The Blue Jackets were not happy with how they started today's game.
As John Tortorella said afterward: "You never know what the hell's going to be happen in a 12:30 game."
The first team to awaken usually has a leg up, but today, the Capitals' quick start was quickly nullified by the Blue Jackets' gradual improvement in team play.
They fell behind twice but rallied in the third period, holding the Capitals to a respectable 21 shots on goal and in the meantime dictating play in the offensive zone. Brandon Dubinsky scored the equalizing goal 14 seconds into the third period, and on a power play late in regulation, Alexander Wennberg broke a 2-2 tie to give Columbus its fourth straight win.
Now at 10-4-2, the Blue Jackets begin a busy Thanksgiving week with four games in their next six days, the next coming Monday night at Nationwide Arena against the Colorado Avalanche. The players and Tortorella spoke about it post-game, but their focus has and will remain on the task at hand - and that's how they weathered an early storm today at Verizon Center.
Video: Torts on the Blue Jackets' comeback win in D.C.
"It's a tough building to come into," Dubinsky said. "They started hot. I thought we were a little sloppy for the first 5-7 minutes, but after that, we started getting a couple of good shifts and making plays. I really like the last two and half periods. Our power play came up huge."
Here's what we learned:
In it to win it: The first two periods were played patiently by both sides and not many scoring chances were exchanged. In the third period, the Blue Jackets were clearly of a different mindset; they were aggressive and direct, funneling pucks to the net and trying to create chances. They got the tying goal from Dubinsky on the first shift of the third period (fueled by a nifty kick-pass from Cam Atkinson about 10 feet from the net) and kept on pushing. The Capitals didn't much like the high-sticking penalty to Nicklas Backstrom late in the third period, but credit goes to the Blue Jackets for seizing the opportunity to win the game with their power play on the ice.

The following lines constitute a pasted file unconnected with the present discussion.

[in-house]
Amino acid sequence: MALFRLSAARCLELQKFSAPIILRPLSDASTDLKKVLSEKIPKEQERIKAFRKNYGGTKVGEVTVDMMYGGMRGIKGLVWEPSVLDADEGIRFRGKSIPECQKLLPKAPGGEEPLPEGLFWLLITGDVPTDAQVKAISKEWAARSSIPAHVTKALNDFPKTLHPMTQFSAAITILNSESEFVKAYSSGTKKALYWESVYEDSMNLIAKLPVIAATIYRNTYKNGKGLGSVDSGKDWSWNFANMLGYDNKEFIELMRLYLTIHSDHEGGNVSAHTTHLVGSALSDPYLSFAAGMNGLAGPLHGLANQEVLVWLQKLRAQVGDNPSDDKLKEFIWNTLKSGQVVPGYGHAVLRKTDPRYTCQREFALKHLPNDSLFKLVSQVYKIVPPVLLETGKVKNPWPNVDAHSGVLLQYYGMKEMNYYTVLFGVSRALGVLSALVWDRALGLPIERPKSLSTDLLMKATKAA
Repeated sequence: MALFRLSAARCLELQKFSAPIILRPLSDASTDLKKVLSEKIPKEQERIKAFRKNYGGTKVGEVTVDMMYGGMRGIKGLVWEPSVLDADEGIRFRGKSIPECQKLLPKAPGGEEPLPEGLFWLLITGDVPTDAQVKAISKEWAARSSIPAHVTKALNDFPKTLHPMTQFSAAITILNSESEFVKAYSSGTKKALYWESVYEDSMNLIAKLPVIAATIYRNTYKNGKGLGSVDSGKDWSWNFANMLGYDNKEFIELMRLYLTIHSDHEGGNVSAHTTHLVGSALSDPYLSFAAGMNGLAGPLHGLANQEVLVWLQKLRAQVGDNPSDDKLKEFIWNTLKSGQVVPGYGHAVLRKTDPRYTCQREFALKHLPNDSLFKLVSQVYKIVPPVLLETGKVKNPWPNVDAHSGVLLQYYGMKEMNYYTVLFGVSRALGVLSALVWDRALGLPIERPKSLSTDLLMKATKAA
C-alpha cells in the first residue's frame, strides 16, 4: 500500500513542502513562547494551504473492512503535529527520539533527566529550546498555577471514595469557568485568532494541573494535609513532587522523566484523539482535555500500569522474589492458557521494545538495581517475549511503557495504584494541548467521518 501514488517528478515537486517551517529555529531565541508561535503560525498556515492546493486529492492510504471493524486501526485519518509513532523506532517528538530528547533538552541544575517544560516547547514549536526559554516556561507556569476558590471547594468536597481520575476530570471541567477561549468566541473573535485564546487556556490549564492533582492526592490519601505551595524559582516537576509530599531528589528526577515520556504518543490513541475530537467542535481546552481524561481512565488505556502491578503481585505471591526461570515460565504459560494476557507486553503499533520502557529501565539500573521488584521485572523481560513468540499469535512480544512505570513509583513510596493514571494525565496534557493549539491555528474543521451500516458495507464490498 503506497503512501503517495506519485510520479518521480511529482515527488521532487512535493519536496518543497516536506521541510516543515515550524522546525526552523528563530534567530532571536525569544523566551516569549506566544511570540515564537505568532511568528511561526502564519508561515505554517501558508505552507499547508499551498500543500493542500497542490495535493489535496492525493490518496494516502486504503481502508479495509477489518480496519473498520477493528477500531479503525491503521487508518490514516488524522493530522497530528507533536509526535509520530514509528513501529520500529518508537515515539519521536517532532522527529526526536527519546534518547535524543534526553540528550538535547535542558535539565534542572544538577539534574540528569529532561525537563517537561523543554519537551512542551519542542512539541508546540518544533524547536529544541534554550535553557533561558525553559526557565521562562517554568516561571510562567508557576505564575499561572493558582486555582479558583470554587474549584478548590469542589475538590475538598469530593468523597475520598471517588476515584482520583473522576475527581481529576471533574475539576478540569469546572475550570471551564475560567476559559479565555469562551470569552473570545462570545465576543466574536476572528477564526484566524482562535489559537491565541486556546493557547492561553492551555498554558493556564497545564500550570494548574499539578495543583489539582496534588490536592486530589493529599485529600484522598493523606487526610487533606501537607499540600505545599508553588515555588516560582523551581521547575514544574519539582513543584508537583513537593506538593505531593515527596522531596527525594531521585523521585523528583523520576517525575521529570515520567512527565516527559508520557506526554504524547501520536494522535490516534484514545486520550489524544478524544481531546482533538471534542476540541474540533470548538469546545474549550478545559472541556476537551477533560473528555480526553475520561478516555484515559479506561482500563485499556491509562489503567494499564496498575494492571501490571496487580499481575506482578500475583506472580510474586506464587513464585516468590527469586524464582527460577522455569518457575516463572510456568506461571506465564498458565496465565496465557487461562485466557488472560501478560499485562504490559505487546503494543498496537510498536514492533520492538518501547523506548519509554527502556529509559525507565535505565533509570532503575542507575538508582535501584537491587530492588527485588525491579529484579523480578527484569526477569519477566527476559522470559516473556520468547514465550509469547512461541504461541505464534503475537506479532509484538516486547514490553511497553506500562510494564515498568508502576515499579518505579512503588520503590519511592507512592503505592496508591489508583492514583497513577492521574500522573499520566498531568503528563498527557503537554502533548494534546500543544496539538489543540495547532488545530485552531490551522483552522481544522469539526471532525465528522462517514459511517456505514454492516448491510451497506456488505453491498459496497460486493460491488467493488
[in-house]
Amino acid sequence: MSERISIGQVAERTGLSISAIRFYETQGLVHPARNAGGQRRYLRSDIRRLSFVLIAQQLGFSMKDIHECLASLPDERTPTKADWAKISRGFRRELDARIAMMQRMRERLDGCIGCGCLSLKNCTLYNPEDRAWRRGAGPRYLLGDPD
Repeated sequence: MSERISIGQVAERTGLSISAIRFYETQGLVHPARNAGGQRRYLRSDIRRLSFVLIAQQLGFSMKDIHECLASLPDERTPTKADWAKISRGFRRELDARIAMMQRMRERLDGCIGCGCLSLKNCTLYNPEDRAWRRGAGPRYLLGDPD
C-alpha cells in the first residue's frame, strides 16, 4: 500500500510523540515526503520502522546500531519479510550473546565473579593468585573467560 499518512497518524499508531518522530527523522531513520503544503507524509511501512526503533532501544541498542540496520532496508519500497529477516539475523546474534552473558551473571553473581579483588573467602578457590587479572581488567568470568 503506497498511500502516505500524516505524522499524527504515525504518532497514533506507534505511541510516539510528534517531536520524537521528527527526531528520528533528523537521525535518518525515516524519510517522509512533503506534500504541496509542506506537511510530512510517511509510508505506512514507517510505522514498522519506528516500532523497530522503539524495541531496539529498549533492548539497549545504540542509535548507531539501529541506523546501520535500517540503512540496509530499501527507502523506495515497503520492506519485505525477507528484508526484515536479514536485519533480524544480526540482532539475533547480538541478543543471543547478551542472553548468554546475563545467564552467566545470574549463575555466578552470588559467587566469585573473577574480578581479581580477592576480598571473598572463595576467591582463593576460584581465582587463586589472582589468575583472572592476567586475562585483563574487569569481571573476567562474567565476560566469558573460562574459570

"(In the third), we were on our toes," Tortorella said. "We weren't trying to go out the back door and sneak a point. That was a really important thing going on within our bench. To come in here and beat them in regulation, I'm happy for them."
Power play strikes: Entering today's game, the Blue Jackets had but one goal in their last 16 chances with a man advantage - pretty shocking considering how impactful their power play has been early in the season. They needed special teams to step up in this game and the power play led the charge, scoring two important goals (the first coming as the 1-1 goal in the second period) with captain Nick Foligno figuring prominently in both of them. He scored the first one and then made a terrific pass to set up Wennberg for the game-deciding goal with less than a minute to go.
"Fliggy made a hell of a play," Wennberg said.
"The biggest thing for us tonight was that we had three or four minutes in the first period where we turned it over on our own, but we just kept on playing better and better," Tortorella said. "We seem to be more comfortable in those types of games. I liked our patience, I liked the demeanor on the bench."
Video: Wennberg on his last-minute winner against Washington
Strong start in the Metro: The Metropolitan Division is no cake walk. It's serious business. The top teams are the best teams in the league, and there are no easy nights against divisional opponents. It took the Blue Jackets a while to play their first games within the division, but so far, so good; they went 3-0-0 against the Capitals (twice) and Rangers this week, holding the opposition to five goals against and were relatively disciplined in the process. There's plenty of road left, but a positive start in division play can go a long way for these young Blue Jackets.
"We didn't want to get into a track meet with these guys," said defenseman Jack Johnson. "The first 10 minutes of the game, we were a little bit sloppy and they came out flying. We got better as the game went on.
"Usually at the end of the year, that's what it comes down to: jumping teams within your division."